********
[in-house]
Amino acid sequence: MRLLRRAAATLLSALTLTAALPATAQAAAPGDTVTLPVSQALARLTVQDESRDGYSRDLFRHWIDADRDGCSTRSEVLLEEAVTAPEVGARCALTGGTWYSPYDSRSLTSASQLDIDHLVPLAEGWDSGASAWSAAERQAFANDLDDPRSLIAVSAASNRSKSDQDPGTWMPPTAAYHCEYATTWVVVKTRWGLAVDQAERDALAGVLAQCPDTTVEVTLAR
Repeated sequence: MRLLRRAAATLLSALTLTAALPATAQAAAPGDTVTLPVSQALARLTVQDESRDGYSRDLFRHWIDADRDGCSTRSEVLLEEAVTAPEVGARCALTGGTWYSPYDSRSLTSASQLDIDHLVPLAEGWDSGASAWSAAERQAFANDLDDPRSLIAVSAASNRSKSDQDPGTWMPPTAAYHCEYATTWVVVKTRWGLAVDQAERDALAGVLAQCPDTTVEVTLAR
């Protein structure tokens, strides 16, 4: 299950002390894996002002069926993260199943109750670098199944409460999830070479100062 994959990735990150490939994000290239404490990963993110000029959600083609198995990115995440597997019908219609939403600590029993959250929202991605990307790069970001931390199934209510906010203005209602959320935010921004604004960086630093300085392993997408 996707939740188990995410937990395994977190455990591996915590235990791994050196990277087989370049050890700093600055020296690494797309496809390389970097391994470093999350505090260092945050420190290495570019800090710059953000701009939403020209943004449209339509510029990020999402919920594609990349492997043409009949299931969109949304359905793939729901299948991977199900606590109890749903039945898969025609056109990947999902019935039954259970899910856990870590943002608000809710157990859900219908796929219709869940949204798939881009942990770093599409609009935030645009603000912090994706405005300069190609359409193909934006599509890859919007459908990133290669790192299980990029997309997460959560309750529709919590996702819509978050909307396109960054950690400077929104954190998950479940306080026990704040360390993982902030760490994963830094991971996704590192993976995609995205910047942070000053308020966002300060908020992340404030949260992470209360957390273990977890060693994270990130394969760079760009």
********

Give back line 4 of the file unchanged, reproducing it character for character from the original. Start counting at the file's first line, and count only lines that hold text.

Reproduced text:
């Protein structure tokens, strides 16, 4: 299950002390894996002002069926993260199943109750670098199944409460999830070479100062 994959990735990150490939994000290239404490990963993110000029959600083609198995990115995440597997019908219609939403600590029993959250929202991605990307790069970001931390199934209510906010203005209602959320935010921004604004960086630093300085392993997408 996707939740188990995410937990395994977190455990591996915590235990791994050196990277087989370049050890700093600055020296690494797309496809390389970097391994470093999350505090260092945050420190290495570019800090710059953000701009939403020209943004449209339509510029990020999402919920594609990349492997043409009949299931969109949304359905793939729901299948991977199900606590109890749903039945898969025609056109990947999902019935039954259970899910856990870590943002608000809710157990859900219908796929219709869940949204798939881009942990770093599409609009935030645009603000912090994706405005300069190609359409193909934006599509890859919007459908990133290669790192299980990029997309997460959560309750529709919590996702819509978050909307396109960054950690400077929104954190998950479940306080026990704040360390993982902030760490994963830094991971996704590192993976995609995205910047942070000053308020966002300060908020992340404030949260992470209360957390273990977890060693994270990130394969760079760009």